I can see both sides of this. At what point does the rider not need any skill at all because the computer will figure it all out for you? Like cars they're experimenting with now that don't even have a steering wheel. Get in, tell it where to go, and start texting, the car will tell you when you arrive. (I know I'm exaggerating a bit here).
To me, a lot of older motorcycles are attractive because of what they don't have in the way of electronics.
 

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Discussion Starter · #7 · (Edited)
Fuel injection is far superior to a carburetor any day. Lower emissions, better MPG, better response, and adaptable in varying conditions. There is a reason that carburetors went the way of the dodo bird. Maybe we should go back to points and condenser for ignition too?

ABS brakes will stop a vehicle faster than non ABS virtually every time, it reacts faster than a human ever could to changes in surface conditions. The old theory of locking up the rear and sliding to a stop on the side (the old 'He pulled out in front of me so I had to lay her down') is a fallacy, usually spread by folks who locked up the back wheel and slid out due to lack of braking skills and or panic. Science can prove that there is no way that you will stop quicker sliding on chrome, paint, steel, or clothing, these all have less friction than rubber. The quickest way to stop is to stay upright, on the rubber tires, and use maximum braking on both wheels, and the best way to do that, especially under pressure, is with ABS. The absolute best that a highly skilled rider (who remains perfectly calm under pressure) can do is match the ABS in the hands of just about anyone who can squeeze the brakes and keep the bike upright.

Yes, I will bet my life on a well functioning ABS system, they work very well.
Fuel injection is good tech...I'm not a Luddite...I'm asking where is the line...where are we just adding expense for the sake of "High Tech"?

~~~~~~~~~~~~~~

Take your pick:

>ABS and t-boning a car at 10mph...going over the handle bars and landing on the concrete on the other side.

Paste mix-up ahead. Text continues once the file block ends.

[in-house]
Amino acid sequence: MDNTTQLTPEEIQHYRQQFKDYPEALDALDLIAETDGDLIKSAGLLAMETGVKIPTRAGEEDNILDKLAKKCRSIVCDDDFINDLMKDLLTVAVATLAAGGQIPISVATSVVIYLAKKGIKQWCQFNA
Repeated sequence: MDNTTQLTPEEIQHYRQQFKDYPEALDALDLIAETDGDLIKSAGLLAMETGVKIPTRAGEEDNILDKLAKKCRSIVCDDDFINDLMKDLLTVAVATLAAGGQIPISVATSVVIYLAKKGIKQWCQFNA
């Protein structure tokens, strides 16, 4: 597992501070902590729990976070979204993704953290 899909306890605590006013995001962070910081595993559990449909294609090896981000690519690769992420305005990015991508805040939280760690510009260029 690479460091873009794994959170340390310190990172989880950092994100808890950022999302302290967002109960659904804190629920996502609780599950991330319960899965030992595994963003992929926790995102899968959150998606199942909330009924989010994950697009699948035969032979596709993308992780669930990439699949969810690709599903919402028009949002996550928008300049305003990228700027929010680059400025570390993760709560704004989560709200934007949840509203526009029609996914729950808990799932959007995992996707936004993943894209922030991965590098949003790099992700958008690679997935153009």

>No ABS, locking the tires (out of honed experience on dirt bikes) and hitting the car sideways at 10mph...denting the hail out of the car, minor, if any, damage to the bike and maybe a bruise or two for you.

I did it once...textbook perfect...slide right into the side of a car and the bike stood up as I hit...wish I had a video of that one.

~~~~

It's not about "the quickest way to stop"...it's about being in total control of HOW you stop.

ABS exists because it's a substitute for skill...skill is not required to get a license in the USA..so in walks ABS...and "Lane monitoring systems"...and "Collision avoidance systems".

Oh, and love your qualifier about ABS..."well functioning"....lol...what about when it's not "well functioning"?

ABS fails, and fails, and fails...the ambulance chasing lawyers sure love ABS...Ads on TV..."ABS failures Can Lead to Serious Accidents"

"If you’ve been injured in a car accident that was caused by the failure of a vehicle’s ABS, you’re likely to be traumatized by the incident. At The Levin Firm in Philadelphia, our experienced car accident attorneys have the skill, knowledge, and determination to fight for your just compensation, and we’re here to help."

https://www.levininjuryfirm.com/abs-failures-can-lead-serious-accidents/

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Your beloved ABS:

>ABS has close to a zero net effect on fatal crash involvements.
>Fatal run-off-road crashes of passenger cars increased by a statistically significant 9 percent

For all of the expense with ABS, the NHTSA concluded it has DONE NOTHING but shift where the carnage occurs. Statistically ZERO net gain with overall safety...ABS just changed who "won" and who "lost".

https://www.google.com/url?sa=t&rct...ation/811182&usg=AOvVaw1E3wZsD8k4k2rj8UP4r7wX

Keep on believe'n son, I honestly hope your belief is never shattered in a life shattering event...keep that Levin law number handy:grin:
 

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Discussion Starter · #8 · (Edited)
There is some good and bad with new technology. ABS has saved my bacon a time or two, however that was in a car, but if it were a motorcycle I'd be okay with that. Fuel injection, okay, been around for years on cars. What I wouldn't like is being helpless on the side of the road because the bike quit running and a computer is needed to figure out what is wrong.
Pre-computer engines were easy to work on. They needed fuel, air and a spark to run. If an engine quit, find what it wasn't getting and fix it. With all the computer stuff, if it quits and its not getting fuel, is there a fuel pump problem or did the computer shut it down? Same with air and spark. And then why did the computer do that? Or is the computer fubar'ed and that's expensive.